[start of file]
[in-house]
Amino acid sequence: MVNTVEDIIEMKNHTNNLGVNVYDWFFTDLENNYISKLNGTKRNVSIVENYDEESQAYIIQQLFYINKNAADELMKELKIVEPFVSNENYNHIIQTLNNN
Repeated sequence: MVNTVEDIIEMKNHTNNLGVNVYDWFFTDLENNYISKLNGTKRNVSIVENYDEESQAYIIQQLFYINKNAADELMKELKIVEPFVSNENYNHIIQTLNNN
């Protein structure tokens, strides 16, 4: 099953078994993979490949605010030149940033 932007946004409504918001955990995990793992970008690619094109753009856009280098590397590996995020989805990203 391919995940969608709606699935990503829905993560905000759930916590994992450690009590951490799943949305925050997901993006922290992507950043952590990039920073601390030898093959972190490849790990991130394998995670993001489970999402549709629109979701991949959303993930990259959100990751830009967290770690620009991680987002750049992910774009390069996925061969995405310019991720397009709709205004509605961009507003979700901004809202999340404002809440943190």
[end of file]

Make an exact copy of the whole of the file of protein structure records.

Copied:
[in-house]
Amino acid sequence: MVNTVEDIIEMKNHTNNLGVNVYDWFFTDLENNYISKLNGTKRNVSIVENYDEESQAYIIQQLFYINKNAADELMKELKIVEPFVSNENYNHIIQTLNNN
Repeated sequence: MVNTVEDIIEMKNHTNNLGVNVYDWFFTDLENNYISKLNGTKRNVSIVENYDEESQAYIIQQLFYINKNAADELMKELKIVEPFVSNENYNHIIQTLNNN
């Protein structure tokens, strides 16, 4: 099953078994993979490949605010030149940033 932007946004409504918001955990995990793992970008690619094109753009856009280098590397590996995020989805990203 391919995940969608709606699935990503829905993560905000759930916590994992450690009590951490799943949305925050997901993006922290992507950043952590990039920073601390030898093959972190490849790990991130394998995670993001489970999402549709629109979701991949959303993930990259959100990751830009967290770690620009991680987002750049992910774009390069996925061969995405310019991720397009709709205004509605961009507003979700901004809202999340404002809440943190």